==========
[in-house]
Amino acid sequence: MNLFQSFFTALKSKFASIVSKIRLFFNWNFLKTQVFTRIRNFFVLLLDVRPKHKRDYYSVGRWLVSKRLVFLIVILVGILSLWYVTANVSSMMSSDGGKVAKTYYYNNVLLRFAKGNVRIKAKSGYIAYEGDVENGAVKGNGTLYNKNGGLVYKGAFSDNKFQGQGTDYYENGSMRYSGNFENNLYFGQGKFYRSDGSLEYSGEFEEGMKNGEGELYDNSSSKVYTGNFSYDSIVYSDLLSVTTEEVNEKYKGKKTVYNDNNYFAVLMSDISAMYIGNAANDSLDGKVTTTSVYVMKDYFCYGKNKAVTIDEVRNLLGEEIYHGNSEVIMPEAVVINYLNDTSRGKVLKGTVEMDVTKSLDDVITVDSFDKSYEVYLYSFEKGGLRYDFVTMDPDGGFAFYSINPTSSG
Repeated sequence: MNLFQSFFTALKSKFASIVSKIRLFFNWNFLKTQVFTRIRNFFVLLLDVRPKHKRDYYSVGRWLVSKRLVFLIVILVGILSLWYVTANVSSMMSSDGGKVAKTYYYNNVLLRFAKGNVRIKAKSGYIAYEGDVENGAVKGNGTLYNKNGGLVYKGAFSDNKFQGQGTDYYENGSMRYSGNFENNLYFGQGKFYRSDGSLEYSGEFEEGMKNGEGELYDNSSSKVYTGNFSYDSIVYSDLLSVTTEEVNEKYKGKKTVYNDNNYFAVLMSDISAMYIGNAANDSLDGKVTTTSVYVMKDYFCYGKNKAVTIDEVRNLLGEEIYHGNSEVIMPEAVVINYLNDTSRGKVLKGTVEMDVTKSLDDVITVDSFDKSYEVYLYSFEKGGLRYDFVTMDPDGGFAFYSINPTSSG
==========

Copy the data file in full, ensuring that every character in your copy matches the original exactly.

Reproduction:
[in-house]
Amino acid sequence: MNLFQSFFTALKSKFASIVSKIRLFFNWNFLKTQVFTRIRNFFVLLLDVRPKHKRDYYSVGRWLVSKRLVFLIVILVGILSLWYVTANVSSMMSSDGGKVAKTYYYNNVLLRFAKGNVRIKAKSGYIAYEGDVENGAVKGNGTLYNKNGGLVYKGAFSDNKFQGQGTDYYENGSMRYSGNFENNLYFGQGKFYRSDGSLEYSGEFEEGMKNGEGELYDNSSSKVYTGNFSYDSIVYSDLLSVTTEEVNEKYKGKKTVYNDNNYFAVLMSDISAMYIGNAANDSLDGKVTTTSVYVMKDYFCYGKNKAVTIDEVRNLLGEEIYHGNSEVIMPEAVVINYLNDTSRGKVLKGTVEMDVTKSLDDVITVDSFDKSYEVYLYSFEKGGLRYDFVTMDPDGGFAFYSINPTSSG
Repeated sequence: MNLFQSFFTALKSKFASIVSKIRLFFNWNFLKTQVFTRIRNFFVLLLDVRPKHKRDYYSVGRWLVSKRLVFLIVILVGILSLWYVTANVSSMMSSDGGKVAKTYYYNNVLLRFAKGNVRIKAKSGYIAYEGDVENGAVKGNGTLYNKNGGLVYKGAFSDNKFQGQGTDYYENGSMRYSGNFENNLYFGQGKFYRSDGSLEYSGEFEEGMKNGEGELYDNSSSKVYTGNFSYDSIVYSDLLSVTTEEVNEKYKGKKTVYNDNNYFAVLMSDISAMYIGNAANDSLDGKVTTTSVYVMKDYFCYGKNKAVTIDEVRNLLGEEIYHGNSEVIMPEAVVINYLNDTSRGKVLKGTVEMDVTKSLDDVITVDSFDKSYEVYLYSFEKGGLRYDFVTMDPDGGFAFYSINPTSSG